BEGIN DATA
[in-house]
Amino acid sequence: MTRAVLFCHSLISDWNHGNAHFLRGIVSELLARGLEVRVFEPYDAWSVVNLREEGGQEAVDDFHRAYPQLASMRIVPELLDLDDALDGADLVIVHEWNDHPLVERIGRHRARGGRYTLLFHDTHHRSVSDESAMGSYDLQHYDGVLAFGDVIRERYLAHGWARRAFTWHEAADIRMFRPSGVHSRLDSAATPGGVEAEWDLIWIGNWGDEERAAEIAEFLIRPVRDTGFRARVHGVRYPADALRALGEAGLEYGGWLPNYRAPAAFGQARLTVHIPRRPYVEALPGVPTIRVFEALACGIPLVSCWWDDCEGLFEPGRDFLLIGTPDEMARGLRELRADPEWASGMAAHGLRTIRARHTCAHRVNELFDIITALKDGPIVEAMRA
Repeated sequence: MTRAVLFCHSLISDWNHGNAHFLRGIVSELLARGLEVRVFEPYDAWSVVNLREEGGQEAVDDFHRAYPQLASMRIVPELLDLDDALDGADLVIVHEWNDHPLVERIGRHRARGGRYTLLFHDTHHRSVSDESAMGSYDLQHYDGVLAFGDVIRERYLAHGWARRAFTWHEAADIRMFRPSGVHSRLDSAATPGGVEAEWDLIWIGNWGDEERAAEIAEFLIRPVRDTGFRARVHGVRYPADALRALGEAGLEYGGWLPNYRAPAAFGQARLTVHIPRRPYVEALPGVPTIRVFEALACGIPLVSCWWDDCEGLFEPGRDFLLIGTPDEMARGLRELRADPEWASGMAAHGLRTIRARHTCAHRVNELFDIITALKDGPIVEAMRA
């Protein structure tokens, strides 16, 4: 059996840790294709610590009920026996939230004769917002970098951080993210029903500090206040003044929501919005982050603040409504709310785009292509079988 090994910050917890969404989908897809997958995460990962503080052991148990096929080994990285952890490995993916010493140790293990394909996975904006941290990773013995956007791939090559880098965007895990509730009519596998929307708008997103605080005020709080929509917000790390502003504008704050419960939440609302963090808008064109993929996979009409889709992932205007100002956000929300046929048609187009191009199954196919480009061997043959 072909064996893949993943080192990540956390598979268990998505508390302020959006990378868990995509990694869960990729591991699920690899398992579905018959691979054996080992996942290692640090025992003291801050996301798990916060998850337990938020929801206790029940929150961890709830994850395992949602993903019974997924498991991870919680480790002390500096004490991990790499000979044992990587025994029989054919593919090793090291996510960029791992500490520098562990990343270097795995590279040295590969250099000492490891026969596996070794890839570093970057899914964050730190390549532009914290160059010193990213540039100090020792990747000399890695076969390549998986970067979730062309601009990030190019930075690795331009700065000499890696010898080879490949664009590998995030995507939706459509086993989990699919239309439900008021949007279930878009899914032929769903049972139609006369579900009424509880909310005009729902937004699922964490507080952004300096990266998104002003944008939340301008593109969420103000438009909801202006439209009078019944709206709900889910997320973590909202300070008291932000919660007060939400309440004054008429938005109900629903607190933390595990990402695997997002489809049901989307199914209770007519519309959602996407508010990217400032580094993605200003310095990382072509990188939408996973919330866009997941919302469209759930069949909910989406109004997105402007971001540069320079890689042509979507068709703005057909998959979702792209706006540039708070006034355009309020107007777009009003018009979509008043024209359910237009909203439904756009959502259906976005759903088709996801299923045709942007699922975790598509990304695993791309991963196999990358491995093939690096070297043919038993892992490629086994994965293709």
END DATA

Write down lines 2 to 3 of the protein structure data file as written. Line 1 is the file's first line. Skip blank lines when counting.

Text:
Amino acid sequence: MTRAVLFCHSLISDWNHGNAHFLRGIVSELLARGLEVRVFEPYDAWSVVNLREEGGQEAVDDFHRAYPQLASMRIVPELLDLDDALDGADLVIVHEWNDHPLVERIGRHRARGGRYTLLFHDTHHRSVSDESAMGSYDLQHYDGVLAFGDVIRERYLAHGWARRAFTWHEAADIRMFRPSGVHSRLDSAATPGGVEAEWDLIWIGNWGDEERAAEIAEFLIRPVRDTGFRARVHGVRYPADALRALGEAGLEYGGWLPNYRAPAAFGQARLTVHIPRRPYVEALPGVPTIRVFEALACGIPLVSCWWDDCEGLFEPGRDFLLIGTPDEMARGLRELRADPEWASGMAAHGLRTIRARHTCAHRVNELFDIITALKDGPIVEAMRA
Repeated sequence: MTRAVLFCHSLISDWNHGNAHFLRGIVSELLARGLEVRVFEPYDAWSVVNLREEGGQEAVDDFHRAYPQLASMRIVPELLDLDDALDGADLVIVHEWNDHPLVERIGRHRARGGRYTLLFHDTHHRSVSDESAMGSYDLQHYDGVLAFGDVIRERYLAHGWARRAFTWHEAADIRMFRPSGVHSRLDSAATPGGVEAEWDLIWIGNWGDEERAAEIAEFLIRPVRDTGFRARVHGVRYPADALRALGEAGLEYGGWLPNYRAPAAFGQARLTVHIPRRPYVEALPGVPTIRVFEALACGIPLVSCWWDDCEGLFEPGRDFLLIGTPDEMARGLRELRADPEWASGMAAHGLRTIRARHTCAHRVNELFDIITALKDGPIVEAMRA